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Adolphe Guillet dit Tourangeau
Died when: 63 years 266 days (764 months)
Star Sign: Capricorn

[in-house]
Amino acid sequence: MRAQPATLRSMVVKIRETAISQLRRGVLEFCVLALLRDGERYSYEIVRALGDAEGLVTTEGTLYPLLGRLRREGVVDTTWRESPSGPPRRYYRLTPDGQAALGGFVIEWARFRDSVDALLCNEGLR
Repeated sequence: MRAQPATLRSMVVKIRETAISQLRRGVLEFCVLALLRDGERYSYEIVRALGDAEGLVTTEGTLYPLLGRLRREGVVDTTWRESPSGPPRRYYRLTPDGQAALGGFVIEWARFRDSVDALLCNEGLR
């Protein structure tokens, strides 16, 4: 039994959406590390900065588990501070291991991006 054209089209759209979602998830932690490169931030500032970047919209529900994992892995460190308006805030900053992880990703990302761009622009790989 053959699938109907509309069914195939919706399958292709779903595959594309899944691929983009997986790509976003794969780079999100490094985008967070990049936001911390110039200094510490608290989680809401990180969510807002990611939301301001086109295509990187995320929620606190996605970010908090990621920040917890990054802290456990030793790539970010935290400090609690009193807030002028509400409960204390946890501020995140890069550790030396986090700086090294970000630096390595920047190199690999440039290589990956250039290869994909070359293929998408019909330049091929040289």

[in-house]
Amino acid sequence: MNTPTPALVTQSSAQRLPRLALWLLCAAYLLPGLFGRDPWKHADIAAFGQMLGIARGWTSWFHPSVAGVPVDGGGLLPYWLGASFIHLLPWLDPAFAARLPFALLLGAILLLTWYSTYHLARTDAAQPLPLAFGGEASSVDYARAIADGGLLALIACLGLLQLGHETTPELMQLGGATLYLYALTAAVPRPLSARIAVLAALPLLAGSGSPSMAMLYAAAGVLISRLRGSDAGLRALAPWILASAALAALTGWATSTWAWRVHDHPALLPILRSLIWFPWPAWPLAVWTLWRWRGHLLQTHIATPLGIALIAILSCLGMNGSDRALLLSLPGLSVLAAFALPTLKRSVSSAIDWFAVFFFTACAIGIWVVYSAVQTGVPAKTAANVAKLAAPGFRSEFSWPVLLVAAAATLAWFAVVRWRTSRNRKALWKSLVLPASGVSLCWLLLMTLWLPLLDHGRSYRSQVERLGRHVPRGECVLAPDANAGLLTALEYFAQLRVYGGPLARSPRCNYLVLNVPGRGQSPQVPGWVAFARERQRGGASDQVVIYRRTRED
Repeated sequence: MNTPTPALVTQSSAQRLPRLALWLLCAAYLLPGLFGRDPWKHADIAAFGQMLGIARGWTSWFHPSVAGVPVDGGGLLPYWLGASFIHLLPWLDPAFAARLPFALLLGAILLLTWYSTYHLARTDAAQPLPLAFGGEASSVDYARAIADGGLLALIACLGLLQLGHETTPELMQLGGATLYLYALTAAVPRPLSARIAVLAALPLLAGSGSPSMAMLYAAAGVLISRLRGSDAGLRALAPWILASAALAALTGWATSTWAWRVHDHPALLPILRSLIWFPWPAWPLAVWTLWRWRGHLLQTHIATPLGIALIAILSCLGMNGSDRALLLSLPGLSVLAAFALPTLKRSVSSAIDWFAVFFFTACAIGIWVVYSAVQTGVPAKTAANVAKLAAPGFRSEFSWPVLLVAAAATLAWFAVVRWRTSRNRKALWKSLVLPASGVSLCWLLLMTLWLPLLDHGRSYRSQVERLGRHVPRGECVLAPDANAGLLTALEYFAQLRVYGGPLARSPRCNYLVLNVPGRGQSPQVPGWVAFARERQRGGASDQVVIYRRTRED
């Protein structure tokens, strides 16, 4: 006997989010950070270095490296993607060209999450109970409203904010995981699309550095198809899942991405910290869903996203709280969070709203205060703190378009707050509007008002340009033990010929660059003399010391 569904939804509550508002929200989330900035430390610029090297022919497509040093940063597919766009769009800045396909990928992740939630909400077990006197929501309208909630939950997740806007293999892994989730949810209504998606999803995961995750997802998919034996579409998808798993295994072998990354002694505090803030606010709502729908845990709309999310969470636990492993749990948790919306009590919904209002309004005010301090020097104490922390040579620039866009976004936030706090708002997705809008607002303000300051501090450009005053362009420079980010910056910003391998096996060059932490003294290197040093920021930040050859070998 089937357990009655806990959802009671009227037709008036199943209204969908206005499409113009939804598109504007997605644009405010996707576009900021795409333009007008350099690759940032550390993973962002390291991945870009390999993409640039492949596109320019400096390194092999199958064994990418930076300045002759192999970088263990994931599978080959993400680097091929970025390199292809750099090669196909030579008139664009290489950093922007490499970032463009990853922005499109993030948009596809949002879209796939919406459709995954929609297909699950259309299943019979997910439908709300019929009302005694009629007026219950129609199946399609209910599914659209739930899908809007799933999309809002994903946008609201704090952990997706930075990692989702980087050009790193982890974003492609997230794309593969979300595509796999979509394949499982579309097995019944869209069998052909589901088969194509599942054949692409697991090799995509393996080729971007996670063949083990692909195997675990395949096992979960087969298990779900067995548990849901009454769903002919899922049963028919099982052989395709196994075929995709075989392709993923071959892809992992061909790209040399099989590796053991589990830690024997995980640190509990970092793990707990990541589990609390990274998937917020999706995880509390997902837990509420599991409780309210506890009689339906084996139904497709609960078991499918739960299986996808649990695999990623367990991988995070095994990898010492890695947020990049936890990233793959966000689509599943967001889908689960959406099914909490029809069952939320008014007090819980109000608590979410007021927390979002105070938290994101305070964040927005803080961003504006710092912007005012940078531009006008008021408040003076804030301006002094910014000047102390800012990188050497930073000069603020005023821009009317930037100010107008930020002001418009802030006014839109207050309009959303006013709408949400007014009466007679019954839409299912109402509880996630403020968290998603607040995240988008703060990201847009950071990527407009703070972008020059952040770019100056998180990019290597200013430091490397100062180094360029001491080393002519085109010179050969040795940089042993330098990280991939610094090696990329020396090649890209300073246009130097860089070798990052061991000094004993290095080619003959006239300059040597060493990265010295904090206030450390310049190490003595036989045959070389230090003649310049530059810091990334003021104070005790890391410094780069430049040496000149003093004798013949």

Adolphe Guillet dit Tourangeau (January 15, 1831 – October 8, 1894) was a notary and political figure in Quebec, Canada. He was a Conservative member of the House of Commons of Canada representing Quebec East from 1870 to 1874. He also served two terms as mayor of Quebec City. He was born Adolphe-Elzéar Guillet dit Tourangeau in Quebec City, Lower Canada in 1831 and studied at the Petit Séminaire de Québec. He articled as a notary, studied law at Université Laval and qualified as a notary in 1855. He set up practice in Quebec City, also serving as an agent for several insurance companies. He was a director for the and the Quebec and Gosford Railway, later the . In 1863, he was elected to city council and he served as mayor from 1863 to 1866. During his time as mayor, a regular ferry service was established between Quebec City and Lévis. Tourangeau attempted to have the walls separating Quebec City's Upper Town and Lower Town demolished, although his efforts failed. He served another term as mayor in 1870; after the end of his term, Tourangeau and several of his fellow councillors continued to occupy city hall, claiming that the election was invalid. They were eventually forced to surrender after supplies were cut off. He was elected to the House of Commons in an 1870 by-election, after Pierre-Gabriel Huot resigned his seat. He was reelected in 1872 but did not run in 1874. He ran unsuccessfully in an 1877 by-election against Wilfrid Laurier. He returned to his notary practice. He was named postmaster for Quebec in 1883 and served until his death in 1894.